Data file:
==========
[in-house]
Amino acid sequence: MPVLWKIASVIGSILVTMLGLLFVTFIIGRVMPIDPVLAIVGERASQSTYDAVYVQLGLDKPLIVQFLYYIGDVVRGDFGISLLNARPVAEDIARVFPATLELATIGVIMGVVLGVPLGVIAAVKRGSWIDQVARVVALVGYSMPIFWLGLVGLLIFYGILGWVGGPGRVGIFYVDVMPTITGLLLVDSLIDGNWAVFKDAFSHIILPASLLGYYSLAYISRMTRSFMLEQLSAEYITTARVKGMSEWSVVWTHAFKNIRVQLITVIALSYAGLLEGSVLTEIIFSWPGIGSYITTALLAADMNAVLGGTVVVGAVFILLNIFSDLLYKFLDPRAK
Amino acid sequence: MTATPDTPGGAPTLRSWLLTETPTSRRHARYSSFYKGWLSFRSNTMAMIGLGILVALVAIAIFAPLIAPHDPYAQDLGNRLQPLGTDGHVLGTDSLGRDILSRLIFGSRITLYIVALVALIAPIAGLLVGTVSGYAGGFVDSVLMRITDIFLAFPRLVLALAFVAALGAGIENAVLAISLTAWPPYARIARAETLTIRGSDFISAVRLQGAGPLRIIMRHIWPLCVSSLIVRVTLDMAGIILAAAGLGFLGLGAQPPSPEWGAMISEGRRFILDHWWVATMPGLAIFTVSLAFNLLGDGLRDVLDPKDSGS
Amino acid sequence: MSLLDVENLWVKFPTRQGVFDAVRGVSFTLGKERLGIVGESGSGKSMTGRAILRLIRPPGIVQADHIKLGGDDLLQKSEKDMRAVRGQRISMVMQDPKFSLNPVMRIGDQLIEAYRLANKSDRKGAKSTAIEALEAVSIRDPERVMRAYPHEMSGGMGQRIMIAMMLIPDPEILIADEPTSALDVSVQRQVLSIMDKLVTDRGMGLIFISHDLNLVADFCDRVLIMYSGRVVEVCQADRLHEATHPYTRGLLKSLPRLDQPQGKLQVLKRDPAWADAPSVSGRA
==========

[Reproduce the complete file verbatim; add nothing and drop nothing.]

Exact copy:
[in-house]
Amino acid sequence: MPVLWKIASVIGSILVTMLGLLFVTFIIGRVMPIDPVLAIVGERASQSTYDAVYVQLGLDKPLIVQFLYYIGDVVRGDFGISLLNARPVAEDIARVFPATLELATIGVIMGVVLGVPLGVIAAVKRGSWIDQVARVVALVGYSMPIFWLGLVGLLIFYGILGWVGGPGRVGIFYVDVMPTITGLLLVDSLIDGNWAVFKDAFSHIILPASLLGYYSLAYISRMTRSFMLEQLSAEYITTARVKGMSEWSVVWTHAFKNIRVQLITVIALSYAGLLEGSVLTEIIFSWPGIGSYITTALLAADMNAVLGGTVVVGAVFILLNIFSDLLYKFLDPRAK
Amino acid sequence: MTATPDTPGGAPTLRSWLLTETPTSRRHARYSSFYKGWLSFRSNTMAMIGLGILVALVAIAIFAPLIAPHDPYAQDLGNRLQPLGTDGHVLGTDSLGRDILSRLIFGSRITLYIVALVALIAPIAGLLVGTVSGYAGGFVDSVLMRITDIFLAFPRLVLALAFVAALGAGIENAVLAISLTAWPPYARIARAETLTIRGSDFISAVRLQGAGPLRIIMRHIWPLCVSSLIVRVTLDMAGIILAAAGLGFLGLGAQPPSPEWGAMISEGRRFILDHWWVATMPGLAIFTVSLAFNLLGDGLRDVLDPKDSGS
Amino acid sequence: MSLLDVENLWVKFPTRQGVFDAVRGVSFTLGKERLGIVGESGSGKSMTGRAILRLIRPPGIVQADHIKLGGDDLLQKSEKDMRAVRGQRISMVMQDPKFSLNPVMRIGDQLIEAYRLANKSDRKGAKSTAIEALEAVSIRDPERVMRAYPHEMSGGMGQRIMIAMMLIPDPEILIADEPTSALDVSVQRQVLSIMDKLVTDRGMGLIFISHDLNLVADFCDRVLIMYSGRVVEVCQADRLHEATHPYTRGLLKSLPRLDQPQGKLQVLKRDPAWADAPSVSGRA